# Mapping matrix

A mapping or representation matrix is a matrix (i.e. a rectangular arrangement of numbers) that is used in linear algebra to describe a linear mapping between two finite-dimensional vector spaces .

The affine mappings , affinities and projectivities derived from these can also be represented by mapping matrices.

## term

### requirements

In order to be able to describe a linear mapping of vector spaces by a matrix, a base (with the sequence of the base vectors) must first be firmly selected in both the original image space and in the target space . When changing the bases in one of the affected rooms, the matrix must be transformed, otherwise it describes a different linear mapping.

If a basis has been selected in the definition set and the target set , then a linear mapping can be clearly described by a mapping matrix. However, it must be determined whether the coordinates of vectors are notated in column or line notation. The more common notation is in columns.

To do this, you have to write the vector that is to be mapped as a column vector (with regard to the selected base).

### Structure when using column vectors

After choosing a base from the definition set and the target set , the columns of the mapping matrix contain the coordinates of the images of the base vectors of the mapped vector space with respect to the base of the target space: Each column of the matrix is ​​the image of a vector of the original image base. A mapping matrix that describes a mapping from a 4-dimensional vector space into a 6-dimensional vector space must therefore always have 6 rows (for the six image coordinates of the basic vectors) and 4 columns (one for each basic vector of the original image space).

More generally: A linear mapping matrix from an n -dimensional vector space into an m -dimensional vector space has m rows and n columns. The image of a coordinate vector can then be calculated as follows: ${\ displaystyle M_ {B} ^ {A} (f)}$

${\ displaystyle M_ {B} ^ {A} (f) \ cdot {\ vec {x}} = {\ vec {y}}}$

Here, the image vector, the vector is imaged, in each of the members of the selected base their space coordinates. ${\ displaystyle {\ vec {y}}}$${\ displaystyle {\ vec {x}}}$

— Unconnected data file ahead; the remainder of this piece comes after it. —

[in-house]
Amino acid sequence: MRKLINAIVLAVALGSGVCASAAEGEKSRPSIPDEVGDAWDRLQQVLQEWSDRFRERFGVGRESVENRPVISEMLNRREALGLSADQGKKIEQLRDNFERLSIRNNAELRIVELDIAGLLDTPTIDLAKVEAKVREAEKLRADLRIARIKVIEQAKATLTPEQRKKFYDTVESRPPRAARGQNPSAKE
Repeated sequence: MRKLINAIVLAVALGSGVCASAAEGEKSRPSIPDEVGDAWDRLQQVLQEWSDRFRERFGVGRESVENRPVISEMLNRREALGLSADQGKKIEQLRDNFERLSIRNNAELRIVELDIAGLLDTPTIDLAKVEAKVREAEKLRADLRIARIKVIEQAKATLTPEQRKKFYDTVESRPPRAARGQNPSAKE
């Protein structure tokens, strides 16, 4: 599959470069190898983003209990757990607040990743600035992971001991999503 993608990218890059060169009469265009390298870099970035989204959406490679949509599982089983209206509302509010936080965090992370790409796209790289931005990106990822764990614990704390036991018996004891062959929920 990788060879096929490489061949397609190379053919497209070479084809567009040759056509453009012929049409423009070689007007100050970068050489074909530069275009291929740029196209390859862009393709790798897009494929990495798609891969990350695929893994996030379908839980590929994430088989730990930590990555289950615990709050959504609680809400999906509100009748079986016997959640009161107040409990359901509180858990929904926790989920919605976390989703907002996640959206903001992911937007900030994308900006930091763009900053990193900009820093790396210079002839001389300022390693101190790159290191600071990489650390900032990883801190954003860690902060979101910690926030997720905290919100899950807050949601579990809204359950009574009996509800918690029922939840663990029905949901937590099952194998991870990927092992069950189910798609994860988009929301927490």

See also: Structure of the mapping matrix .

### Use of line vectors

If one uses instead of column-row vectors, then the mapping matrix must be transposed. This means that the coordinates of the image of the 1st basic vector in the original image space are now in the first line, etc. When calculating the image coordinates, the (line coordinate) vector must now be multiplied from the left to the mapping matrix.

## calculation

### Images on coordinate tuples

Be a linear map and ${\ displaystyle f \ colon V \ to \ mathbb {R} ^ {m}}$

${\ displaystyle A = ({\ vec {v}} _ {1}, {\ vec {v}} _ {2}, \ dotsc, {\ vec {v}} _ {n})}$

an ordered base of . ${\ displaystyle V}$

As a basis for the target amount that is the standard basis chosen: ${\ displaystyle B}$${\ displaystyle \ mathbb {R} ^ {m}}$

${\ displaystyle B = ({\ vec {e}} _ {1}, {\ vec {e}} _ {2}, \ dotsc, {\ vec {e}} _ {m})}$

The mapping matrix is ​​obtained by interpreting the images of the basis vectors of as columns of a matrix ${\ displaystyle V}$

${\ displaystyle M_ {B} ^ {A} (f) = {\ begin {pmatrix} \ vert & \ vert && \ vert \\ f ({\ vec {v}} _ {1}) & f ({\ vec {v}} _ {2}) & \ cdots & f ({\ vec {v}} _ {n}) \\\ vert & \ vert && \ vert \ end {pmatrix}}.}$

Example: Consider the linear mapping

${\ displaystyle f \ colon \ mathbb {R} ^ {3} \ to \ mathbb {R} ^ {2}, f {\ begin {pmatrix} x \\ y \\ z \ end {pmatrix}} = {\ begin {pmatrix} 2x-3y \\ x-2y + z \ end {pmatrix}}.}$

The standard basis is chosen both in the original image space and in the target space : ${\ displaystyle \ mathbb {R} ^ {3}}$${\ displaystyle \ mathbb {R} ^ {2}}$

${\ displaystyle A = \ left ({\ begin {pmatrix} 1 \\ 0 \\ 0 \ end {pmatrix}}, {\ begin {pmatrix} 0 \\ 1 \\ 0 \ end {pmatrix}}, {\ begin {pmatrix} 0 \\ 0 \\ 1 \ end {pmatrix}} \ right) \ ,, \ quad B = \ left ({\ begin {pmatrix} 1 \\ 0 \ end {pmatrix}}, {\ begin {pmatrix} 0 \\ 1 \ end {pmatrix}} \ right)}$

The following applies:

${\ displaystyle f {\ begin {pmatrix} 1 \\ 0 \\ 0 \ end {pmatrix}} = {\ begin {pmatrix} 2 \\ 1 \ end {pmatrix}}, \ quad f {\ begin {pmatrix} 0 \\ 1 \\ 0 \ end {pmatrix}} = {\ begin {pmatrix} -3 \\ - 2 \ end {pmatrix}}, \ quad f {\ begin {pmatrix} 0 \\ 0 \\ 1 \ end {pmatrix}} = {\ begin {pmatrix} 0 \\ 1 \ end {pmatrix}}}$

With that, the mapping matrix is with respect to the chosen bases and${\ displaystyle f}$${\ displaystyle A}$${\ displaystyle B}$

${\ displaystyle M_ {B} ^ {A} (f) = {\ begin {pmatrix} 2 & -3 & 0 \\ 1 & -2 & 1 \ end {pmatrix}}.}$

Alternatively, the following formula results for an element of the mapping matrix${\ displaystyle f_ {jk}}$

${\ displaystyle f_ {jk} = \ langle B_ {j}, \, f (A_ {k}) \ rangle,}$

where stands for the -th basis vector of and for the -th basis vector of . ${\ displaystyle A_ {k}}$${\ displaystyle k}$${\ displaystyle A}$${\ displaystyle B_ {j}}$${\ displaystyle j}$${\ displaystyle B}$

Example: Based on the example above, the elements of the matrix are calculated as follows using the formula

${\ displaystyle f_ {11} = \ langle B_ {1}, \, f (A_ {1}) \ rangle = \ langle {\ begin {pmatrix} 1 \\ 0 \ end {pmatrix}}, \, f ( {\ begin {pmatrix} 1 \\ 0 \\ 0 \ end {pmatrix}}) \ rangle = \ langle {\ begin {pmatrix} 1 \\ 0 \ end {pmatrix}}, \, {\ begin {pmatrix} 2 \\ 1 \ end {pmatrix}} \ rangle = 2}$

${\ displaystyle f_ {12} = \ langle B_ {1}, \, f (A_ {2}) \ rangle = \ langle {\ begin {pmatrix} 1 \\ 0 \ end {pmatrix}}, \, f ( {\ begin {pmatrix} 0 \\ 1 \\ 0 \ end {pmatrix}}) \ rangle = \ langle {\ begin {pmatrix} 1 \\ 0 \ end {pmatrix}}, \, {\ begin {pmatrix} -3 \\ - 2 \ end {pmatrix}} \ rangle = -3}$